Further £40,000 for street’s improvement

AN IMPROVEMENT project for Montrose High Street has been awarded another £40,000 from Angus Council, which could help to finance it entirely.

The first phase of the High Street Regeneration Group’s scheme - to provide new seating, litter bins, planters and information boards in a new “corporate colour” for the town - was also backed with £10,000 from the council’s ward-based funding pot of £80,000.

The money was allocated by finance spokesman Mark Salmond through the authority’s budget-setting with £10,000 set aside for community projects in each council ward.

The £40,000 was also made available through this year’s budget, part of an additional capital allocation of £3.46 million of which more than £200,000 was allocated to specific projects including the High Street.

In a report which went before strategic policy committee on Tuesday, infrastructure services director Eric Lowson said there is still a risk that the available funding would not be enough as the scheme have not been designed or costed in detail.

He said: “Local discussion and consultation has taken place concerning the need to improve the street furniture in Montrose town centre, including replacing seats, litter bins and the provision of planters to improve the local environment.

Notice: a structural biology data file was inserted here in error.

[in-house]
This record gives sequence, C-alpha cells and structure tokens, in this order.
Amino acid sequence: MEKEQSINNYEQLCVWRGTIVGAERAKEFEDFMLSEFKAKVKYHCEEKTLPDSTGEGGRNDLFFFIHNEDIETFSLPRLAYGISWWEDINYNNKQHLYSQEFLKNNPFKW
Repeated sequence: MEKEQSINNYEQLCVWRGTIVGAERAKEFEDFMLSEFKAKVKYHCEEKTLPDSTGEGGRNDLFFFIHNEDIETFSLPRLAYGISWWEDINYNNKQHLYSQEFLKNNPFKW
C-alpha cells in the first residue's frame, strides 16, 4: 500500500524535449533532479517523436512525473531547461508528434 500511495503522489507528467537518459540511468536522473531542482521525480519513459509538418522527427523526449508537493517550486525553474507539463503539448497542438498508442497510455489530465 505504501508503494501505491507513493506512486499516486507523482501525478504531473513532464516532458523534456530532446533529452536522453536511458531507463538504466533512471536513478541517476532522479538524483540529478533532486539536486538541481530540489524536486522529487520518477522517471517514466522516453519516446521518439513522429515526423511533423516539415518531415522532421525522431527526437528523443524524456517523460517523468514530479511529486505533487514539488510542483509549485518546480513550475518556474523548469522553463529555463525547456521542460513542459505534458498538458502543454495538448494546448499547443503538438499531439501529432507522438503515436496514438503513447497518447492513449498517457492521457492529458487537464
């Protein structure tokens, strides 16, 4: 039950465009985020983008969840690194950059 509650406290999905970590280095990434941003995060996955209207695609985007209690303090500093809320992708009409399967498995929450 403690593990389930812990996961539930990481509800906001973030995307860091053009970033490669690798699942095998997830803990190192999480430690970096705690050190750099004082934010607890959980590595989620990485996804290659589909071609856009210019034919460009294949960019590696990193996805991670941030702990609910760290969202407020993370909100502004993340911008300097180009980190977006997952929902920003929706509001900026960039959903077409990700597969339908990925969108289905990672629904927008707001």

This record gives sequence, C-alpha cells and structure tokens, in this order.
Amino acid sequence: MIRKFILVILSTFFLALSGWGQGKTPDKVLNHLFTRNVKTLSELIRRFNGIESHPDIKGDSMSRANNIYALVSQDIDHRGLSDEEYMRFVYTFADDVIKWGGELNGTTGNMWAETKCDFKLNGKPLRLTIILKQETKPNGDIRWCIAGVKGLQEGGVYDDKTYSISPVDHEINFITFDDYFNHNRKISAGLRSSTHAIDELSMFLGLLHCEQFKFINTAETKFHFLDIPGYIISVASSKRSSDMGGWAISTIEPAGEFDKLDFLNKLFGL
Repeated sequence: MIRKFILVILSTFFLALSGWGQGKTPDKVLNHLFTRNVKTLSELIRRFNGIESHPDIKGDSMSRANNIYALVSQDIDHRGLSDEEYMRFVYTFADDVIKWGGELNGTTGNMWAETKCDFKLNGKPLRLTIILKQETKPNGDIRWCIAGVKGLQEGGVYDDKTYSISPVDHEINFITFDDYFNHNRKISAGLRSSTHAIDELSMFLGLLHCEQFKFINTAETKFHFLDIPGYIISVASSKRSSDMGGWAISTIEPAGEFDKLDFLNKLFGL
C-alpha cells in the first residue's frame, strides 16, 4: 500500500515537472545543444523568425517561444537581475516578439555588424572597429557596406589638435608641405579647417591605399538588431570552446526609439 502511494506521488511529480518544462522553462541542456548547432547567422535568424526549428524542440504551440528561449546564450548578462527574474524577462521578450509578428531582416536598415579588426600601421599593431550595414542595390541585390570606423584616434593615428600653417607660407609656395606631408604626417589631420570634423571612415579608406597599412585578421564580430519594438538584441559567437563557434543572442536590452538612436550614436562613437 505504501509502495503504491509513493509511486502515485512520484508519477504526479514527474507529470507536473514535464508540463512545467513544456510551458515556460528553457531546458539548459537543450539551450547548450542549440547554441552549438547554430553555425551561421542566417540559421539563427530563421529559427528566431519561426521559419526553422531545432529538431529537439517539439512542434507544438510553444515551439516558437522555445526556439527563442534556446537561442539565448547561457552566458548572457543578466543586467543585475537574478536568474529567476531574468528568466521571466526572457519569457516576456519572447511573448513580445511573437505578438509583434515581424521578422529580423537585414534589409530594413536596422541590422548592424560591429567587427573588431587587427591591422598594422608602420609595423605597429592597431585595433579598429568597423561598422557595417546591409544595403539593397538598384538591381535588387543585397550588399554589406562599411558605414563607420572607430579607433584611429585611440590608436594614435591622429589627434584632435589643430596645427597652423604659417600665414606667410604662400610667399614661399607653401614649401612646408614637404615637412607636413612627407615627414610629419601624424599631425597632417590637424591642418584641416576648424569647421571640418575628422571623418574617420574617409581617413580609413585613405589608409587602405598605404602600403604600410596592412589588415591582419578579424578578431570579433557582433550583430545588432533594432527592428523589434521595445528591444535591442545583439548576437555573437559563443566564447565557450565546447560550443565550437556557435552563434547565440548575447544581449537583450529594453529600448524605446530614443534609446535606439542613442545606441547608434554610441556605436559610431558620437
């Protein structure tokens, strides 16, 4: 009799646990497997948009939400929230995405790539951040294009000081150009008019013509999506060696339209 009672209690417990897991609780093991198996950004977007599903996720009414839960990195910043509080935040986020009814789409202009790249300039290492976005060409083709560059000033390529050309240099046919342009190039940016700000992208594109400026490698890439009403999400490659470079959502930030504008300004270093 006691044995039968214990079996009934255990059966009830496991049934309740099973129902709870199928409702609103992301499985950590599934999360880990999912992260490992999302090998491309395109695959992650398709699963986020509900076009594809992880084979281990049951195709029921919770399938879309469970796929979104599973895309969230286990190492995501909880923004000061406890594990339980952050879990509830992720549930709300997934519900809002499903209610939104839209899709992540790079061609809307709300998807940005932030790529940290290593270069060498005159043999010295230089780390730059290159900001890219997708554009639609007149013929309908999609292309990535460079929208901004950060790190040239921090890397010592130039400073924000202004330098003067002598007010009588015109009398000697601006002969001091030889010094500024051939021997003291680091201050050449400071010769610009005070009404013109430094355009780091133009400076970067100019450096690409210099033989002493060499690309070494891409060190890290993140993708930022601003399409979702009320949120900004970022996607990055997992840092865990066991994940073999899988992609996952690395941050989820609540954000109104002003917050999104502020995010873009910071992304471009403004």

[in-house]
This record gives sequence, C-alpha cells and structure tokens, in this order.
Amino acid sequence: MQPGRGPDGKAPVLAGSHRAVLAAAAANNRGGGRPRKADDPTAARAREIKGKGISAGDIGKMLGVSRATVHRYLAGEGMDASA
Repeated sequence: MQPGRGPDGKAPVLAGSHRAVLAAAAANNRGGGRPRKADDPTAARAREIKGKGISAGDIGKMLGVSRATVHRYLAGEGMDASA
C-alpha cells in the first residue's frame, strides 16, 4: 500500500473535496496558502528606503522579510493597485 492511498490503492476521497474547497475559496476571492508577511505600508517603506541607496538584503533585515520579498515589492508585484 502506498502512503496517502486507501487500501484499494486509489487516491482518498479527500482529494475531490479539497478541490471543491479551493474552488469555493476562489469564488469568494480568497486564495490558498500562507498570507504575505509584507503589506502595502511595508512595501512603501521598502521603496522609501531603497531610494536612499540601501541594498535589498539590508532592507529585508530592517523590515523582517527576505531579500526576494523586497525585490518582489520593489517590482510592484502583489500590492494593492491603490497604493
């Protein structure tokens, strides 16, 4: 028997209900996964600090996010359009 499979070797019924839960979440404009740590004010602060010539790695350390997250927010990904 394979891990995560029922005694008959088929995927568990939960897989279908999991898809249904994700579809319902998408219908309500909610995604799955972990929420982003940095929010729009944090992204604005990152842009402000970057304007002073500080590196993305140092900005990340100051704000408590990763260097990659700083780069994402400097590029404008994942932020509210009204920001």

“Further work is required to detail the exact works to enable procurement to be progressed and the project to be implemented.”

Councillor David May, a member of the regeneration group, however, remains optimistic that the funding could “just about” finance the entire improvement scheme, which had been divided into three phases.

The project’s second phase was the addition of planters and information boards while phase three includes the replacement of the railings outside Montrose Library and Castle Place.

Mr May said: “It still has to go through committee and we have to discuss with council officers the procurement policy, as over a certain amount of money the work has to go out to tender.

“It’s really good news because we’re very keen to get the improvements made as soon as possible. Although we’ve done outline costings for things, we have to what everything is going to cost, but we’re confident we can get the vast majority of it done.”

The street furniture’s new colour scheme - maroon - was chosen during a consultation phase launched by the regeneration group in January which Mr May said had received a healthy response from Montrosians of all ages. As well as being lodged in the library, questionnaires were also supplied to the YM and Montrose Academy for local youngsters to have their say.

He added: “We’re delighted with the amount of support for everything we put forward including maroon as the new colour for the seats and lights.”